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Dittmar exhibit examines war, surveillance and the individual

Sabba Elahi’s ‘Drone Stories’ runs Jan. 11 - Feb. 12, 2018

“Everyday suspects #2” by Sabba Elahi is on view at Dittmar Gallery’s “Drone Stories” exhibit Jan. 11 to Feb. 12 at Northwestern University.
“Everyday suspects #2” by Sabba Elahi is on view at Dittmar Gallery’s “Drone Stories” exhibit Jan. 11 to Feb. 12 at Northwestern University.

EVANSTON, Ill. --- The intimacy of embroidery and individual privacy collide with unmanned technological warfare in the fibers of artist Sabba Elahi’s work.

“Drone Stories,” a display of Elahi’s embroidery and text, will be exhibited Jan. 11 - Feb. 12, 2018 at Northwestern University’s Dittmar Memorial Gallery, located at Norris University Center, 1999 Campus Drive on the Evanston campus.

“Drone Stories” depicts aerial and peripheral targets of domestic and civil spaces, suggestive of the drones and crosshairs that loom above society domestically and at sites of war and conflict. The project asks viewers to consider the relationship between the technology of the state and the private lives of individuals.

The artist utilizes hand and machine embroidery and text to critique the domestic “war on terror” and the targeting of American Muslims, which began long before the Sept. 11 attacks. 

Her “everyday suspects” series questions the decade-long drone offensive in Pakistan, a program touted for its technological accuracy, which has resulted in an estimated 424 to 957 civilian deaths and a total casualty count of 2,500 to 4,100 people.

Elahi defines surveillance as a physical distance from the object of one’s gaze, a way of seeing without recognizing. “To this degree, distanced surveillance means a lack of awareness of the way in which black, brown and Muslim bodies are being seen, and this can be a matter of life and death,” Elahi said.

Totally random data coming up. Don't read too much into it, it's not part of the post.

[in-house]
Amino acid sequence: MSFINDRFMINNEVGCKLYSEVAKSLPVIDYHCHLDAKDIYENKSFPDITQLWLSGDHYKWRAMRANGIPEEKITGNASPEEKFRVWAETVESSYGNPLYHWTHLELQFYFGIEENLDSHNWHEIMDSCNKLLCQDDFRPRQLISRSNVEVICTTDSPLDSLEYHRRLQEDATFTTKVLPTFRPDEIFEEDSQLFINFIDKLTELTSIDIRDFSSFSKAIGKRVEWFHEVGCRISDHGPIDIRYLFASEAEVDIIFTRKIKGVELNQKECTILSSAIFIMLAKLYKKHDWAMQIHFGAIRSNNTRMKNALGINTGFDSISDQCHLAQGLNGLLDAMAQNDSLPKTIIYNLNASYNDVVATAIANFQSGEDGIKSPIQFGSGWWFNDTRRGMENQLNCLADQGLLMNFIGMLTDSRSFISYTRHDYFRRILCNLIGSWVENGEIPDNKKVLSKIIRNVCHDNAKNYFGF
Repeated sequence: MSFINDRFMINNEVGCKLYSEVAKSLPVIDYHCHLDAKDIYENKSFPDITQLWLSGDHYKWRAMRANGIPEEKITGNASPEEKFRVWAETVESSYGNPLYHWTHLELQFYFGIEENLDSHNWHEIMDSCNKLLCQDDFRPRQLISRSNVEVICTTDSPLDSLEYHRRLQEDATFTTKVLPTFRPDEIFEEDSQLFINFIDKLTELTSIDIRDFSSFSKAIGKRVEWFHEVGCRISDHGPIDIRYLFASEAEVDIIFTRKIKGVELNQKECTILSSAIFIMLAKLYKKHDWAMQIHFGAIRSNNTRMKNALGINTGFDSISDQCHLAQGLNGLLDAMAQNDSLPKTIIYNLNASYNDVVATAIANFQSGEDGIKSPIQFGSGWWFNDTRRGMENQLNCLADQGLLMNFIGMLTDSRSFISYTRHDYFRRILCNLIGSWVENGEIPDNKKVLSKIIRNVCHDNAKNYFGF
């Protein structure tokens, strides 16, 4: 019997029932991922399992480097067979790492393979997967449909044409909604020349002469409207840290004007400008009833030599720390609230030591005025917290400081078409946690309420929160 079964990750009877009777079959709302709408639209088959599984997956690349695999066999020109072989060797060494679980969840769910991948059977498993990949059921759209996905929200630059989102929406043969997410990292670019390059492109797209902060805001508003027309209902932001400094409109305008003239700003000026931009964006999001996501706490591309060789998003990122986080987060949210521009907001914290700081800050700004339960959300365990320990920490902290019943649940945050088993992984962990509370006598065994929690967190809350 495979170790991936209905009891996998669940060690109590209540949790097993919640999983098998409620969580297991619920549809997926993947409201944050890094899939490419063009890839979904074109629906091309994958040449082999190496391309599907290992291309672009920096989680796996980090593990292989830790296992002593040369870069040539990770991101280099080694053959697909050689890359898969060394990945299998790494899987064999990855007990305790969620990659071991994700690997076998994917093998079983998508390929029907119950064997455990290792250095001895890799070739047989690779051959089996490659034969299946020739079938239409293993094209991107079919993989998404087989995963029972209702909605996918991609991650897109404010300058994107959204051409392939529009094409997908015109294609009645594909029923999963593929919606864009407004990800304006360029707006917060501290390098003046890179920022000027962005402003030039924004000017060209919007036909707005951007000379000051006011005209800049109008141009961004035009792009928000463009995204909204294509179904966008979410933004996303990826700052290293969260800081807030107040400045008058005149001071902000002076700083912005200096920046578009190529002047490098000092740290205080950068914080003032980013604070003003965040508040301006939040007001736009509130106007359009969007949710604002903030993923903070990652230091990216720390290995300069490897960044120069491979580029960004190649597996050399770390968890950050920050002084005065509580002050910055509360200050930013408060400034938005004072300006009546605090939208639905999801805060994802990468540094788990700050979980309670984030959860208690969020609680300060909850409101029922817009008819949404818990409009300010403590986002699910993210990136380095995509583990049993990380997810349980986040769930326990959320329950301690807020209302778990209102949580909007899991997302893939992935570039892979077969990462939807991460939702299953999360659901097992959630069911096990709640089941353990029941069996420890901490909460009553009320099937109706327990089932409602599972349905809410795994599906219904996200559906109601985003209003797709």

Elahi grew up in a traditional Pakistani household in the Midwest, experiencing the rupture between her upbringing in a collectivist and modest culture and a climate of growing islamophobia. She works with themes of war, trauma, memory and loss, and renegotiates history and current cultural representations and conflicts. Her imagery is often based on direct observation of a figure or an environment, which she then obscures and reimagines in a new context.

Elahi is currently a resident artist in the Chicago Artist Coalition's Field/Work Program. She recently exhibited work at Woman Made Gallery and was a 2013-14 resident artist in Chicago Artist Coalition’s Bolt Program. Additionally, she works at Marwen, providing academic support, professional development and portfolio development to young Chicago artists.  Elahi received a Master of Fine Arts from the School of the Art Institute of Chicago.

An opening reception with artist Elahi will be held Thursday, Jan. 11, from 5 to 7 p.m. in the Dittmar Gallery. Admission is free and open to the public.

Dittmar Gallery hours are 10 a.m. to 10 p.m. Mondays through Sundays, except when a new exhibition is being mounted.

For more information, visit the Dittmar website, call the Dittmar Gallery at 847-491-2348 or email dittmargallery@northwestern.edu.

Dittmar Gallery is a member of the Northwestern Arts Circle, which brings together film, humanities, literary arts, music, theatre, dance and visual arts.

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